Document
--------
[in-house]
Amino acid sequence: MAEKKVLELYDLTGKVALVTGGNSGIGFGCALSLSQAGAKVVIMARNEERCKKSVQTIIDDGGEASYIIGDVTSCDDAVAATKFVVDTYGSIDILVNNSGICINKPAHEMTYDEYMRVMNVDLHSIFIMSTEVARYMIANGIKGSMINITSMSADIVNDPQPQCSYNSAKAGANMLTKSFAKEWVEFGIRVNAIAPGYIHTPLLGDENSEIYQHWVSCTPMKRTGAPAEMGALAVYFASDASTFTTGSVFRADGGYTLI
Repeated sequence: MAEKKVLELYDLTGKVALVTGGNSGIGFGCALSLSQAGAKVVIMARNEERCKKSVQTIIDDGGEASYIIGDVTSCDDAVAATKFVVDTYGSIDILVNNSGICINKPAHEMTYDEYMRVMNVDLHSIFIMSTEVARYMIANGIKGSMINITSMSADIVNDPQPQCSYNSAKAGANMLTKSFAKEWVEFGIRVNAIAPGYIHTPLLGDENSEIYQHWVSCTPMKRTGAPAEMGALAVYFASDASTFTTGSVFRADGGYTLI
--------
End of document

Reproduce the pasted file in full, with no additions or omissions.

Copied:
[in-house]
Amino acid sequence: MAEKKVLELYDLTGKVALVTGGNSGIGFGCALSLSQAGAKVVIMARNEERCKKSVQTIIDDGGEASYIIGDVTSCDDAVAATKFVVDTYGSIDILVNNSGICINKPAHEMTYDEYMRVMNVDLHSIFIMSTEVARYMIANGIKGSMINITSMSADIVNDPQPQCSYNSAKAGANMLTKSFAKEWVEFGIRVNAIAPGYIHTPLLGDENSEIYQHWVSCTPMKRTGAPAEMGALAVYFASDASTFTTGSVFRADGGYTLI
Repeated sequence: MAEKKVLELYDLTGKVALVTGGNSGIGFGCALSLSQAGAKVVIMARNEERCKKSVQTIIDDGGEASYIIGDVTSCDDAVAATKFVVDTYGSIDILVNNSGICINKPAHEMTYDEYMRVMNVDLHSIFIMSTEVARYMIANGIKGSMINITSMSADIVNDPQPQCSYNSAKAGANMLTKSFAKEWVEFGIRVNAIAPGYIHTPLLGDENSEIYQHWVSCTPMKRTGAPAEMGALAVYFASDASTFTTGSVFRADGGYTLI